Cochlear implants (CI) are neural prostheses that provide meaningful auditory experience to more than 200,000 deaf patients worldwide. Despite significant success in quiet listening conditions, CIs currently provide only limited benefit in nosy real world situations. A critical limitation of the signal processing strategies employed by curren CIs is that they provide only a crude approximation of the processing that occurs in a healthy inner ear. In particular, current strategies only provide the envelope cues of band-pass filtered speech;the rapidly varying temporal fine structure cues associated with the carriers are simply not conveyed. Studies with normal-hearing listeners have shown that these temporal fine structure cues are converted into amplitude envelope cues by the peripheral auditory system.
The aim of the study in Phase I is to develop processing that mimics that fine-structure -to-envelope conversion for CIs. Processing strategies will be tested with CI users through use of an experimental interface that allows direct control of signals modulating the pulse streams to the CI electrodes. Experimental processing algorithms will be compared to users'personal processors on tests of speech reception in quiet and noise. If the results of Phase I show that the new signal processing strategies provide intelligibility benefits, work in Phase II will be aimd at: customizing the signal processing strategies for individual listeners;evaluating the benefits f the new signal processing strategies in reverberation;implementation of the new signal processing strategies on wearable processors;and field testing of cochlear implantees with prototype devices that incorporate the new signal processing strategies. Success in this project will result in enhanced speech reception by CI users in everyday noisy backgrounds.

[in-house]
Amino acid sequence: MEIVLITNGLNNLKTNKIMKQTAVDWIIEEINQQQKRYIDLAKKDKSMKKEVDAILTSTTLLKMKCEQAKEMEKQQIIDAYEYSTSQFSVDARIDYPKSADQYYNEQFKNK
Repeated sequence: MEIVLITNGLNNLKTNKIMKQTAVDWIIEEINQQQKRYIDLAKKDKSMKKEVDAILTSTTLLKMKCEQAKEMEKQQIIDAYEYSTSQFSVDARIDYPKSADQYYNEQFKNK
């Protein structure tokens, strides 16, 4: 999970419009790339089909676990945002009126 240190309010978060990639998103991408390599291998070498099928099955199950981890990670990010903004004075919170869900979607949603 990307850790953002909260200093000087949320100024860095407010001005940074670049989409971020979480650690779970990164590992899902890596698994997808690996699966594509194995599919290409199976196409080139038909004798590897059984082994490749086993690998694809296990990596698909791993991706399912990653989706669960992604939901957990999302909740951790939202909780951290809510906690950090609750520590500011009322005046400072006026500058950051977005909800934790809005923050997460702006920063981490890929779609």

Public Health Relevance

Cochlear implantation is now the method of choice for dealing with the important public health issue of deafness. Cochlear implant users typically achieve success in understanding speech in quiet but their performance is severely compromised in backgrounds of interference. The proposed work will develop new signal processing strategies that will result in enhanced speech reception by CI users in everyday noisy backgrounds.

National Institute of Health (NIH)
National Institute on Deafness and Other Communication Disorders (NIDCD)
Small Business Innovation Research Grants (SBIR) - Phase I (R43)
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Special Emphasis Panel (ZRG1-ETTN-G (12))
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Miller, Roger
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Sensimetrics Corporation
United States
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Léger, Agnès C; Desloge, Joseph G; Braida, Louis D et al. (2015) The role of recovered envelope cues in the identification of temporal-fine-structure speech for hearing-impaired listeners. J Acoust Soc Am 137:505-8
Swaminathan, Jayaganesh; Reed, Charlotte M; Desloge, Joseph G et al. (2014) Consonant identification using temporal fine structure and recovered envelope cues. J Acoust Soc Am 135:2078-90